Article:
by Megan Bittner

Is it ever too early to start learning how to save and spend money wisely? Answer this question in this week’s Homeschool Classroom, and discover some great tips for how and why to include financial budgeting in your homeschool curriculum, as well as excellent activities and resources for teaching children of all ages the value of money.

 

Teaching About Money

Should children earn an allowance for performing their family chores? Steve & Annette Economides of Money Smart Family share their thoughts here.

Financial guru Dave Ramsey offers a wealth of information on family finances, including how to talk to your kids about money, tips for introducing financial responsibility to kids of all ages, and how to raise “money-smart” kids.

Explore these 20 ways to teach kids financial responsibility at any age.

 

Activities and Resources

These free printables from Self-Sufficient Kids can help younger children keep track of their earning, saving, and spending.

Chelsea from Mama Fish Saves shares tips and tricks for teaching your preschooler about money.

This catchy song can help younger children remember the value of coins, and each verse presents a scenario in which the narrator must determine how much money he is spending on a given item.

If you’re looking for a new game for a family night, you might try one of these suggestions from Wise Bread. Discover six board games designed to teach about money, saving, and debt, in a fun, family-friendly way.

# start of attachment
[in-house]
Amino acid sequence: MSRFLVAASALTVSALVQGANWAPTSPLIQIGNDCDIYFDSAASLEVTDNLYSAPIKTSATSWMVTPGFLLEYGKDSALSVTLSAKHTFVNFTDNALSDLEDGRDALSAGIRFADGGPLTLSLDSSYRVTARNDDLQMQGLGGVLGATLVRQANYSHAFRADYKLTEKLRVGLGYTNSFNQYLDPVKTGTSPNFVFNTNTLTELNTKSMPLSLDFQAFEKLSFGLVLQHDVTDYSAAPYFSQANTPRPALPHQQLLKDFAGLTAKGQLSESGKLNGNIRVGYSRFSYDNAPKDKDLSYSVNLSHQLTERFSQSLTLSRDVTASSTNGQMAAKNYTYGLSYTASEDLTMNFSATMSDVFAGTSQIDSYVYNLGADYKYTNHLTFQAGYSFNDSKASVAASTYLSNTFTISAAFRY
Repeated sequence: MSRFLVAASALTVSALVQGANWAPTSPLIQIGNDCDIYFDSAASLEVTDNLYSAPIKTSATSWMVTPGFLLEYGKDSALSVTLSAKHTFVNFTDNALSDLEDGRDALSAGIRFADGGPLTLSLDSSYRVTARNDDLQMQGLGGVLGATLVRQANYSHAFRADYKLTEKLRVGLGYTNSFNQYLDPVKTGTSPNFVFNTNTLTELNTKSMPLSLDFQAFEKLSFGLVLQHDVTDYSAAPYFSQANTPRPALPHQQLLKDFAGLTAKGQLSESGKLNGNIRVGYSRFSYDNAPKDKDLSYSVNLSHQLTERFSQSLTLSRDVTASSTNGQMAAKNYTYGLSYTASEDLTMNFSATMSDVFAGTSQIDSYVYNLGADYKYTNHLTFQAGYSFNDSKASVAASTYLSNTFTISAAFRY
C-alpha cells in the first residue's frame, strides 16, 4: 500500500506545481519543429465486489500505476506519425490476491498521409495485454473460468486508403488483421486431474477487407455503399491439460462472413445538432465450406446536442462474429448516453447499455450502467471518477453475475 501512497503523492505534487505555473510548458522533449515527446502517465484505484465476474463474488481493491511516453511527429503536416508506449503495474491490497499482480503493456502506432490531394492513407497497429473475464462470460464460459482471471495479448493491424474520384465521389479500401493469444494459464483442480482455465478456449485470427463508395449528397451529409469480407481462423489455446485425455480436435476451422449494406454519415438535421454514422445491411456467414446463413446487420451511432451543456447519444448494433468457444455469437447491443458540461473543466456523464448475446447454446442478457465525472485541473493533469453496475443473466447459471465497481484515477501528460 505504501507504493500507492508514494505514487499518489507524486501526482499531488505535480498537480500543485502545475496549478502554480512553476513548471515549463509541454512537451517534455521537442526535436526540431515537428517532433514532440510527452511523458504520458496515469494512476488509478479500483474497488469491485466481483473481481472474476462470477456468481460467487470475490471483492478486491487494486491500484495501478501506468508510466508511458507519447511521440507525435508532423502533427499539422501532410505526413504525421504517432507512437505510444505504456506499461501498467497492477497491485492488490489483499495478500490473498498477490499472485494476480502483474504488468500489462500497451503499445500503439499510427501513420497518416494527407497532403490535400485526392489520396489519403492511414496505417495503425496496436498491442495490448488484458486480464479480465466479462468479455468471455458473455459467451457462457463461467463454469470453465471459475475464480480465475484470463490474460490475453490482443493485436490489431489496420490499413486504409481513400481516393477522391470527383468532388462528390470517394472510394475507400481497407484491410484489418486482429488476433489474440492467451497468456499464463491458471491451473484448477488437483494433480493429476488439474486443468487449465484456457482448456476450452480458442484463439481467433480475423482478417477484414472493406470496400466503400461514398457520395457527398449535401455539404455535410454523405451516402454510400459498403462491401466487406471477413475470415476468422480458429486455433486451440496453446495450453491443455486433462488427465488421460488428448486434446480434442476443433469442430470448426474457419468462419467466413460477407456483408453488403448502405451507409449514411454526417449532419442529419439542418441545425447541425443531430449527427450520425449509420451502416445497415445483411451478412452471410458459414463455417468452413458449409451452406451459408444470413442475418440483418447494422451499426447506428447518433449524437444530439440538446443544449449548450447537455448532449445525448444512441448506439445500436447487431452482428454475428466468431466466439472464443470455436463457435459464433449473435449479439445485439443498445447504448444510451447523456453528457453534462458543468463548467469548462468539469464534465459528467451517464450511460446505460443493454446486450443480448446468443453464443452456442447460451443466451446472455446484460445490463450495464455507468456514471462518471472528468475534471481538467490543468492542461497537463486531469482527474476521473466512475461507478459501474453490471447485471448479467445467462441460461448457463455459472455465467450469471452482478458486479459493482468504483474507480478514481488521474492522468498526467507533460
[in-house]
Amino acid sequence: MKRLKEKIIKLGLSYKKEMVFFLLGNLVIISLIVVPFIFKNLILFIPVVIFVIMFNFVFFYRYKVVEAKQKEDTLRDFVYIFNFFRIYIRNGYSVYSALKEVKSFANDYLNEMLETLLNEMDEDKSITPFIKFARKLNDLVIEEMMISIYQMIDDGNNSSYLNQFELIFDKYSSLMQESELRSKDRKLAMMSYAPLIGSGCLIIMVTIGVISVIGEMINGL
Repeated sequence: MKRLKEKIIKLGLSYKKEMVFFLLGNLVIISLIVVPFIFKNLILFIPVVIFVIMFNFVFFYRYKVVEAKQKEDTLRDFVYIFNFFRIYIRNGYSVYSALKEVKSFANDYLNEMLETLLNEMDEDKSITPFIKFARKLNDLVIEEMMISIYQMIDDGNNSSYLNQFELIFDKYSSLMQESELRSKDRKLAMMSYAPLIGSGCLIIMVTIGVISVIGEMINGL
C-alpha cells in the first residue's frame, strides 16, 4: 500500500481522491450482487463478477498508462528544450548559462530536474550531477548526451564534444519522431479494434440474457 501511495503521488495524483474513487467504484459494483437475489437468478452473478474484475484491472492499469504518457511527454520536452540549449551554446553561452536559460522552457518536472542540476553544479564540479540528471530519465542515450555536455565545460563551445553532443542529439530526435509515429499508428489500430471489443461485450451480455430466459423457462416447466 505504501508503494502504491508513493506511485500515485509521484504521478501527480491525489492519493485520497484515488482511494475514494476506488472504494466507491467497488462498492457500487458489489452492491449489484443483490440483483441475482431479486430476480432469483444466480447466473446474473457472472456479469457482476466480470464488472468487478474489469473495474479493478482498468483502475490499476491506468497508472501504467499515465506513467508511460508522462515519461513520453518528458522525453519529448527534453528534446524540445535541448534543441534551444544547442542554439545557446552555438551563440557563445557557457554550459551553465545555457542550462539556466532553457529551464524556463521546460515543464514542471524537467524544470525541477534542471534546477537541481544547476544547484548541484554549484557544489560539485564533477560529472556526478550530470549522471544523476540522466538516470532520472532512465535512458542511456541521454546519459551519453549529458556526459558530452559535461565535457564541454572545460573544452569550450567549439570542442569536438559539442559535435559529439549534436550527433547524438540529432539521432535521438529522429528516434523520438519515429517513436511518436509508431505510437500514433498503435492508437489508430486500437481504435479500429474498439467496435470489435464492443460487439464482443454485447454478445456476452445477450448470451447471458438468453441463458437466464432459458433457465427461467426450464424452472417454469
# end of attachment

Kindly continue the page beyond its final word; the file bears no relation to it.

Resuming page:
These interactive budgeting activities are a fun way for kids to get involved in family finances and can provide great motivation for you as you model financial responsibility.

Check out these free, online money counting games, with game options geared toward children in preschool through elementary school.

Money bingo is a fun, simple way for younger children to learn and remember the values of coins. Try these free printables from Let’s Explore or create your own cards!

This budgeting game from Design Mom requires a bit of a time investment on the part of the parent to set up, but can be an engaging way for teens to learn lifelong lessons about money management. It is easily customizable to reflect your teen’s interests, age, and evolving priorities.

Browse this list of mobile apps for the college-bound teen for some more high-tech options for tracking spending and saving into young adulthood.

Simple picture and story books can be a great way to introduce topics to younger children. These are just a few of many children’s books with themes focusing on money and saving.

*Some of the links below are affiliate links, and HEAV will earn a small commission should you purchase through these links.

Just Saving My Money by Mercer Mayer

The Berenstain Bears Dollars and Sense by Stan and Jan Berenstain

The Berenstain Bears Trouble with Money by Stan and Jan Berenstain

Rock, Brock, and the Savings Shock by Sheila Bair

A Chair for My Mother by Vera B. Williams

Lemonade in Winter by Emily Jenkins

Arthur’s Funny Money by Lillian Hoban

The Toothpaste Millionaire by Jean Merrill

The Nickel-Plated Beauty by Patricia Beatty (Kindle edition)

Do your kids earn an allowance or extra money for doing chores around the house? Share your thoughts in the comments below!

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